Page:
The Rower of the Maré

By ELIANE MARQUES
Translated by TIFFANY HIGGINS

 

To Marielle Franco, city councillor, sociologist, and activist in Black and LGBTQI+ movements, who was assassinated along with her driver Anderson Gomes in Estácio in the middle of Rio de Janeiro on March 14, 2018. Those who ordered the crime have not yet been brought to justice. 

We are full of bullets from AKs in our heads and in our necks
With stray slugs that enter our bones our backs
We are in the Ecstasy neighborhood
But not dying of love

Starting yesterday
If anyone wants to kill me with love that raises the voice at my side
I live on fragments of the word hate

And I shout, growing ever louder
No, don’t you tell me to speak quietly
Or to be gentle like a white diplomat

I’m here with all of my fingers cut off

Understand me   

I carry, in my ancestors’ tresses, this aching hate
My hate is more ancient than the stars
It comes from my pores where the captives

So don’t tell me to speak quietly
Don’t ask me if I am angry
I’m only one rower of the maré and this is my portrait

Careful. Don’t step recklessly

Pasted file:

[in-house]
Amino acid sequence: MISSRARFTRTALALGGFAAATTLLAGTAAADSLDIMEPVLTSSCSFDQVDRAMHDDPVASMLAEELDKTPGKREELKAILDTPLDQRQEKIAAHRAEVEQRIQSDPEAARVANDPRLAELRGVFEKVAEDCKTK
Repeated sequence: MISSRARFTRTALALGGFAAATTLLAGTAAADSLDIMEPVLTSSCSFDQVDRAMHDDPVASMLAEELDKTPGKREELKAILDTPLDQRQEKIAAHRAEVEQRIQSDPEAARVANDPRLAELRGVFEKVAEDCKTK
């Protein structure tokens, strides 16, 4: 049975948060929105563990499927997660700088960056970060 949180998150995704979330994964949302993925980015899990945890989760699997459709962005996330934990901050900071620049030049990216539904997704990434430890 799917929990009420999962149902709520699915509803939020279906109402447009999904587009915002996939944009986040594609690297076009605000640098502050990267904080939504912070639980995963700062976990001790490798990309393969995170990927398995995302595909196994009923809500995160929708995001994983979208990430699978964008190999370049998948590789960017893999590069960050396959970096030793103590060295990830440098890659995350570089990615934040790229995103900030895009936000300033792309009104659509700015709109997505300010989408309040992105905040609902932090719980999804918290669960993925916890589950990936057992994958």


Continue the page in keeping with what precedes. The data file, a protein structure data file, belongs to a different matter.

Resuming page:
Or dance amidst the ruins

They arrive quickly
And stumble on our habit of doing nothing
They arrive quickly
And order silence around us
They arrive quickly like a bullet train

They arrive quickly
And spread their scent of putrid smoke between us

Marielle of the maré
                                    Who makes herself present
The rower for many centuries

Understand, please, why we cannot speak quietly
We’ve got almost all our fingers cut

Translator’s note: The title refers to the Maré neighborhood, the community in Rio de Janeiro where Marielle Franco grew up.

 

Eliane Marques is a poet, essayist, editor, and director of the Poetry School in Santa Catarina and the Orísun Oro project, whose mission is disseminating to the world the poetic works of Black women from Latin America and Africa. Her books are Relicário and e se alguém o pano, which won the 2016 Açorianos Prize for best poetry book. She is co-author of Arado de palavras and Blasfêmeas: mulheres de palavra. She translated from Spanish into Portuguese O Trágico em Psicanálise by Marcela Villavella and Pregón de Marimorena by Virginia Brindis de Salas. Her new poetry collection O poço das Marianas is forthcoming this fall. A specialist in economics, politics, and human rights with a Master’s in public law, she works as an external auditor for the Rio Grande do Sul state auditor’s office.

Tiffany Higgins is a poet, translator, and journalist writing on Brazil and the environment, and a 2021 Fulbright scholar to Brazil’s Amazon. Her writing appears in Granta, Guernica, Mongabay, Poetry, and elsewhere. She was the 2020 Annie Clark Tanner Fellow in Environmental Humanities at the University of Utah. She is the author of The Apparition at Fort Bragg and And Aeneas Stares into Her Helmet, and translator from Portuguese of Alice Sant’Anna’s Tail of the Whale.

[Purchase Issue 20 here.]

The Rower of the Maré

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